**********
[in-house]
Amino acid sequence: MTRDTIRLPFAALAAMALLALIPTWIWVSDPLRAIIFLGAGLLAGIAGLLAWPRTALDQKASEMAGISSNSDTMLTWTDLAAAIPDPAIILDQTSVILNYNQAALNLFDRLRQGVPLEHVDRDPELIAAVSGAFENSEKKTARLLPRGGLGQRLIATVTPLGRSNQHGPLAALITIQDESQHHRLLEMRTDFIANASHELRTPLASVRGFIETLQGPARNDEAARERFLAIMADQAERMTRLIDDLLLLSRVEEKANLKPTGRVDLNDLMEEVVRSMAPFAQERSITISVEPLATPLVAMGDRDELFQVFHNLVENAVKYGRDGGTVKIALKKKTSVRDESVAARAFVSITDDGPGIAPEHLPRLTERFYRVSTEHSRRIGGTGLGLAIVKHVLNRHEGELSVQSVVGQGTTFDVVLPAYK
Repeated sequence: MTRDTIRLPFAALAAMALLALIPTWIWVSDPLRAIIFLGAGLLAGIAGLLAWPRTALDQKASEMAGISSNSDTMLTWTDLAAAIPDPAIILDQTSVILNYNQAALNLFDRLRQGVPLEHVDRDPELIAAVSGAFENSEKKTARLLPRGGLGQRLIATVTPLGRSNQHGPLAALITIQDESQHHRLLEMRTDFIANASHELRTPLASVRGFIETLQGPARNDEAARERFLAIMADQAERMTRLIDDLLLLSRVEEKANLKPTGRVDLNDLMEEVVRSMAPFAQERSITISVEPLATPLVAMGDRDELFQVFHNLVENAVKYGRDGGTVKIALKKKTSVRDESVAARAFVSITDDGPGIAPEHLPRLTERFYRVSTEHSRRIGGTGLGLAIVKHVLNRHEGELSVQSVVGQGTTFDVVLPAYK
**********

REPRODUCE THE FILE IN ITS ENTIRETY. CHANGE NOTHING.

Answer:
[in-house]
Amino acid sequence: MTRDTIRLPFAALAAMALLALIPTWIWVSDPLRAIIFLGAGLLAGIAGLLAWPRTALDQKASEMAGISSNSDTMLTWTDLAAAIPDPAIILDQTSVILNYNQAALNLFDRLRQGVPLEHVDRDPELIAAVSGAFENSEKKTARLLPRGGLGQRLIATVTPLGRSNQHGPLAALITIQDESQHHRLLEMRTDFIANASHELRTPLASVRGFIETLQGPARNDEAARERFLAIMADQAERMTRLIDDLLLLSRVEEKANLKPTGRVDLNDLMEEVVRSMAPFAQERSITISVEPLATPLVAMGDRDELFQVFHNLVENAVKYGRDGGTVKIALKKKTSVRDESVAARAFVSITDDGPGIAPEHLPRLTERFYRVSTEHSRRIGGTGLGLAIVKHVLNRHEGELSVQSVVGQGTTFDVVLPAYK
Repeated sequence: MTRDTIRLPFAALAAMALLALIPTWIWVSDPLRAIIFLGAGLLAGIAGLLAWPRTALDQKASEMAGISSNSDTMLTWTDLAAAIPDPAIILDQTSVILNYNQAALNLFDRLRQGVPLEHVDRDPELIAAVSGAFENSEKKTARLLPRGGLGQRLIATVTPLGRSNQHGPLAALITIQDESQHHRLLEMRTDFIANASHELRTPLASVRGFIETLQGPARNDEAARERFLAIMADQAERMTRLIDDLLLLSRVEEKANLKPTGRVDLNDLMEEVVRSMAPFAQERSITISVEPLATPLVAMGDRDELFQVFHNLVENAVKYGRDGGTVKIALKKKTSVRDESVAARAFVSITDDGPGIAPEHLPRLTERFYRVSTEHSRRIGGTGLGLAIVKHVLNRHEGELSVQSVVGQGTTFDVVLPAYK